The innovative ZRTP Voice-over-IP encryption scheme invented by privacy guru Phil Zimmermann is to be used exclusively in the gateway products of only one company, UM Labs, the latter has announced.
UM Labs, founded by ex-Borderware man Peter Cox, who is also a long-time associate of Zimmermann, has been using ZRTP inside its SIP controller gateways since last November, but the new agreement makes the protocol a unique feature of UM's products. UM Labs has been using Zimmermann's client, Zfone, for three years.
The exact terms of the deal have not been made public, but it is understood that ZRTP will now feature as an option on its RC-2100, EC-4200 and SC-6600 family if SIP controllers for an indefinite period. The agreement does not affect ZRTP's use in non-gateway products, such as VoIP clients.
"By providing ZRTP across our entire product range, we are able to ensure that all remote VoIP connections are protected with high grade security. ZRTP means that we can provide encrypted VoIP connections to devices on mobile networks, as well to those on fixed line networks and on Wi-Fi connections," said UM Lab's Cox.
According to Cox, the current market for voice encryption is in integrating vulnerable mobile phones into secured enterprise voice systems, to provide end-to-end encryption of voice calls. The problem with mobiles is that the native encryption only meets the most basic level of security and only relates to the radio part of a call. More businesses and government institutions now see this as a security vulnerability.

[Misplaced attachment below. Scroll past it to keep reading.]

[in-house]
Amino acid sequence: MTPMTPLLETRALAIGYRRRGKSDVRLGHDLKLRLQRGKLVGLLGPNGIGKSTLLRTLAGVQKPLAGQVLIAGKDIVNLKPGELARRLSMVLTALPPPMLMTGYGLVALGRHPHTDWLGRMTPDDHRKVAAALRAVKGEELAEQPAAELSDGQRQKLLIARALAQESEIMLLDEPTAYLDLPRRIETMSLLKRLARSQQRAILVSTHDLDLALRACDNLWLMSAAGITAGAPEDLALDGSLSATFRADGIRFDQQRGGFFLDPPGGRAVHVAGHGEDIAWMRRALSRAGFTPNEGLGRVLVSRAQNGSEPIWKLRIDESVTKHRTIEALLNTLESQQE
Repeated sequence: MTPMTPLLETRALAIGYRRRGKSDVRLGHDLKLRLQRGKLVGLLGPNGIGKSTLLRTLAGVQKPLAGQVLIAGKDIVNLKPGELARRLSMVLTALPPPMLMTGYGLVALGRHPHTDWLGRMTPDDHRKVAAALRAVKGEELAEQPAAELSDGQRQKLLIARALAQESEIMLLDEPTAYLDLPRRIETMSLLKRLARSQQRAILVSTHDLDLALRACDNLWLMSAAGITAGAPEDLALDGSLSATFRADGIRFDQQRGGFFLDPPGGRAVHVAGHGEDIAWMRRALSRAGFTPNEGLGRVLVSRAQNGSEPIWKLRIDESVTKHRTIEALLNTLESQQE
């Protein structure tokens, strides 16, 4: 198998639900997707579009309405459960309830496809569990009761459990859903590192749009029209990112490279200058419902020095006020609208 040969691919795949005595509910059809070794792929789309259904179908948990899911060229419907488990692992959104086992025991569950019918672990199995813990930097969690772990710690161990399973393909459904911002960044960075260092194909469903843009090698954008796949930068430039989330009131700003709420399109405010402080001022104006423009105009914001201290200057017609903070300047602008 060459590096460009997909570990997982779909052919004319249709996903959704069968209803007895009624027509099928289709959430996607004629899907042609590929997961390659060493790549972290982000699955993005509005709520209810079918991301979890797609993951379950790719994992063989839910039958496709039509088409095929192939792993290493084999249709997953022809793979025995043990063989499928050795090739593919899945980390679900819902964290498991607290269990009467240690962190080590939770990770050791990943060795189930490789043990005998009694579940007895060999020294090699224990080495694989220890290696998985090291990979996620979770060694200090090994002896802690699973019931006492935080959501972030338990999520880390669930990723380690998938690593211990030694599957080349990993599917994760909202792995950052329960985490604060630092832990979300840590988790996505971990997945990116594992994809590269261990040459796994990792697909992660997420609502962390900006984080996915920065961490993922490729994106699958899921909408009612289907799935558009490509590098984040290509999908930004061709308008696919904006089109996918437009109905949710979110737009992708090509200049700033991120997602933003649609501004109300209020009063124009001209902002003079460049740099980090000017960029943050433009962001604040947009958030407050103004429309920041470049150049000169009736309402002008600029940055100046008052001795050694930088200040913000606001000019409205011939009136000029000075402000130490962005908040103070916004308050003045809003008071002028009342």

Making matters worse, even end-to-end encryption is theoretically vulnerable because the network handles the key distribution. UM Labs gateways are designed to secure that last chink in the security armour.
"The partnership with UM Labs extends the reach of ZRTP and enables ZRTP users to communicate securely with users linked to any commercial VoIP system. This effectively brings the major PBX vendors, including Avaya, Cisco, Nortel and many others into the ZRTP community," commented Zimmermann himself.
The news will offer Phil Zimmermann some certainty after a development cycle that has seen him paying out of his own pocket for a team of East European developers to b ring his idea to fruition. The product is gaining traction only slowly in terms of being integrated with VoIP clients, a reflection of the slow uptake of voice encryption generally.
Longer-term, the key to ZRTP's long-term success will depend on its adoption on the handset software which sits at the client end of any encrypted call, and not only on its success at finding its way on to the network-level gateways, something that Cox accepts. However, UM's gateways are really about using ZRTP to gain that small but increasingly important layer of key security which he claims rival system don't offer.